A person committing an offence would be liable to a fine on both summary conviction (for example, in a magistrates’ court) and conviction on indictment (in the crown court).
In cases where a body corporate, for example a company, was found guilty of an offence, the bill provides that officers or those claiming to act in such a capacity would also be liable for punishment.
The bill’s second and last clause provides for the bill’s extent and short title. It also sets out that the bill would come into force on the day it received royal assent.
What are essay mills and why are they a problem?
While some are based in the UK, they are a global phenomenon impacting on higher education systems and providers around the world. Their use has the potential to damage the reputation of UK higher education. Typically, they will charge a student to write their assessment, which the student will then submit as their own work. They will often use sophisticated marketing techniques, and some will resort to blackmail or extortion once students have used their services.
The QAA has said that academic misconduct not only presents a threat to the reputation of UK higher education, but also contributes to a wider societal problem. This is because students who cheat may enter the workforce without the necessary skills, knowledge and competency that employers expect based on their qualifications. This can have serious potential public health and safety implications.
How widespread is academic cheating?
There is widespread sector agreement that it is very difficult to quantify how many students use ‘essay mill’ or other third-party contract cheating services. In response to a written question on the issue asked in December 2020, the Government noted this and explained this was because the bespoke nature of paid for assignments “can make it difficult for providers to detect that it is not the student’s own work”.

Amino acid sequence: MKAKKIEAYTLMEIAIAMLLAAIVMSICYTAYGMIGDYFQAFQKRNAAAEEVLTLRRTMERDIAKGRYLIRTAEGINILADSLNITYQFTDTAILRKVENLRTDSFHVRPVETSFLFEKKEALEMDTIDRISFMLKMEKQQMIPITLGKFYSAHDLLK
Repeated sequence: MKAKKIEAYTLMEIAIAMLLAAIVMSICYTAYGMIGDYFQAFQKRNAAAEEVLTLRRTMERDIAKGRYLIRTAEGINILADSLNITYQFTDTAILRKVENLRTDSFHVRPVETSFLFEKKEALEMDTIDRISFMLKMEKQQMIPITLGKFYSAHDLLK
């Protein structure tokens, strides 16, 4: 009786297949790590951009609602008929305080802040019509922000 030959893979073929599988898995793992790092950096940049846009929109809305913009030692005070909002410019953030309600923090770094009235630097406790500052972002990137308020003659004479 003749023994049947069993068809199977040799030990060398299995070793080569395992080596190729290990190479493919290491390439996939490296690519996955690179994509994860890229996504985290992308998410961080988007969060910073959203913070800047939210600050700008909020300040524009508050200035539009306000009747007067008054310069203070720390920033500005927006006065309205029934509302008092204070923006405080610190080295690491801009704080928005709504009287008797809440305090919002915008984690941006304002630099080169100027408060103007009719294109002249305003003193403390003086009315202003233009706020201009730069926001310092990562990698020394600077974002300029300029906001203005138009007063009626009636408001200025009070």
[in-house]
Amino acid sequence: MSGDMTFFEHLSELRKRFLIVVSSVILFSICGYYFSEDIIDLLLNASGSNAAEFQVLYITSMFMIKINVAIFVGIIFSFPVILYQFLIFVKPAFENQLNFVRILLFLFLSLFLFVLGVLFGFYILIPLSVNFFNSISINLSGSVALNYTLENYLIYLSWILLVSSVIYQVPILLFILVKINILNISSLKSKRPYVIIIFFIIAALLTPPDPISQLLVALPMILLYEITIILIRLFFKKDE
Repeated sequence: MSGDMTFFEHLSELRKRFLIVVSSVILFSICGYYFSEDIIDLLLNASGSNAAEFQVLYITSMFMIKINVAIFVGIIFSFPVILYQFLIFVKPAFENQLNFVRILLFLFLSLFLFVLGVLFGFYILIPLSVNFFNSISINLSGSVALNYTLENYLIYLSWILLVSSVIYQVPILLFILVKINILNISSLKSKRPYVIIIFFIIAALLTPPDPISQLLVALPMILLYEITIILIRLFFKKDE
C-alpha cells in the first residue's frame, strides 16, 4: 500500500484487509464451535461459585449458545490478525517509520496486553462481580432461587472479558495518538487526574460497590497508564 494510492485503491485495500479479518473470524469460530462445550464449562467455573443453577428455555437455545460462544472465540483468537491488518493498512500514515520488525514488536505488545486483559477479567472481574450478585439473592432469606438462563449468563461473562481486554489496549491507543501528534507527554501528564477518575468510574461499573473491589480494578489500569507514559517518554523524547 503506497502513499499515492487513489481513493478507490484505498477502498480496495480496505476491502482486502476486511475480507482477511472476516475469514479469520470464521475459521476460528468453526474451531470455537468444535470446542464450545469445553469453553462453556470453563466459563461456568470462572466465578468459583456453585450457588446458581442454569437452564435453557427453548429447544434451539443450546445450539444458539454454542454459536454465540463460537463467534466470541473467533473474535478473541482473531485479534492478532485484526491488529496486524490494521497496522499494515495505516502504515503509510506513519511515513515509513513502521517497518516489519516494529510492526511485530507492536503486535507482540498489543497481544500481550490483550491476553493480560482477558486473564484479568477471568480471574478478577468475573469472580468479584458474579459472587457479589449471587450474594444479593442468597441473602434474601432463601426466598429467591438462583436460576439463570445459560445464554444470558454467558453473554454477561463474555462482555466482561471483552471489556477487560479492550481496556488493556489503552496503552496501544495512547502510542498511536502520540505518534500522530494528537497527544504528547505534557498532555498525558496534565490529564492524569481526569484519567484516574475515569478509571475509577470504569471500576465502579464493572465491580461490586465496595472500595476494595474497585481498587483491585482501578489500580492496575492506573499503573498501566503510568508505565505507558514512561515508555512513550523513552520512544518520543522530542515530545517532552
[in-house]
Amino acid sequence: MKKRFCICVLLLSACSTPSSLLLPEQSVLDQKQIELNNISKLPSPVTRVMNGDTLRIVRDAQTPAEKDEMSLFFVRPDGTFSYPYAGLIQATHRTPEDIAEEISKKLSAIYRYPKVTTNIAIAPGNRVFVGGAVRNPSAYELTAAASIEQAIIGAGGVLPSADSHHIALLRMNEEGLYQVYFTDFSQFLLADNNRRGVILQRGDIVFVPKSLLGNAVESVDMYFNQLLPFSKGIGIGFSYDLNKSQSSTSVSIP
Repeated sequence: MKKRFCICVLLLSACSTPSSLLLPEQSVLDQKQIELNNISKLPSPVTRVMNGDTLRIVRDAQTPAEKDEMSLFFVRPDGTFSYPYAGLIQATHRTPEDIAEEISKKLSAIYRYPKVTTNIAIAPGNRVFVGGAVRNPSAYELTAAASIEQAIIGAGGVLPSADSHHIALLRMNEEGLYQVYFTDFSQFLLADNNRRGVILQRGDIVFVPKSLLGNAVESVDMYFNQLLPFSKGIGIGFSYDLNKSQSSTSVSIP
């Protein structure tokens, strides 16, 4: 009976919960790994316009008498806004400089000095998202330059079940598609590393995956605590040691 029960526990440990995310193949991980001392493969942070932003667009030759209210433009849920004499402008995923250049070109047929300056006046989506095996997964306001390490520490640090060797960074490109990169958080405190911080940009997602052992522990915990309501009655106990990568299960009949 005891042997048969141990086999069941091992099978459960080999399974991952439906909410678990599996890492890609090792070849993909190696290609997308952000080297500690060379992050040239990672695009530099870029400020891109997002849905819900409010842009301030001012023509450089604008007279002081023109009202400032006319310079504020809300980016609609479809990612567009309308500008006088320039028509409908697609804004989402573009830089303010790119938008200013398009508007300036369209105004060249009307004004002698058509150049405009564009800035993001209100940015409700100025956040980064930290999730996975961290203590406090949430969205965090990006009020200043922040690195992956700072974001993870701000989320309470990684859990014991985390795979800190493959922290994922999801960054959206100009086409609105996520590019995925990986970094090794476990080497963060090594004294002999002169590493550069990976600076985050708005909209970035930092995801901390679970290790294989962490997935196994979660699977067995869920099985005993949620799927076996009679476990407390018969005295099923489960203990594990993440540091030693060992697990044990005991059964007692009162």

However, the QAA has noted that research indicates the use by students of essay mills and contract cheating services appears to have increased in recent years. It has cited a study from 2018 that found the number of students outside the UK who had admitted to paying for assignments since 2014 equated to one in seven. The study was also cited by the Government in response to a written question on the subject asked earlier in 2020. In this answer, the Government also referred to QAA figures from 2016 that showed there were approximately 17,000 instances of academic offences per year within the UK, although this total included all types of academic offences.
In February 2021, a former Minister of State for Universities, Science, Research and Innovation, Chris Skidmore, quoted QAA figures that indicated there were “at least 932 [essay mill] sites in operation in the UK”. He said this was up from 904 in December 2020, 881 in October 2020 and 635 in June 2018.
Case for legislation
Legislation will not be a magic bullet; it is, however, a vital part of the broader package of measures. Legislation would, amongst other advantages, shut-down UK-based essay mills; prevent the advertising of their services near campuses and in public places such as the London Underground; enable the removal of essay mills from search engine findings and prevent UK-based companies from hosting online advertisements for essay mills.
The following year, the QAA published a paper on the case for legislation to address the issue of contract cheating services. This concluded that despite interventions including the publication of guidance by the QAA and National Union of Students (NUS), the creation of an Academic Integrity Advisory Group, and the introduction of new generation plagiarism detection software in universities, the use of essay mills did not appear to be declining. The paper argued that legislation was therefore needed to criminalise the practice in the UK. It said: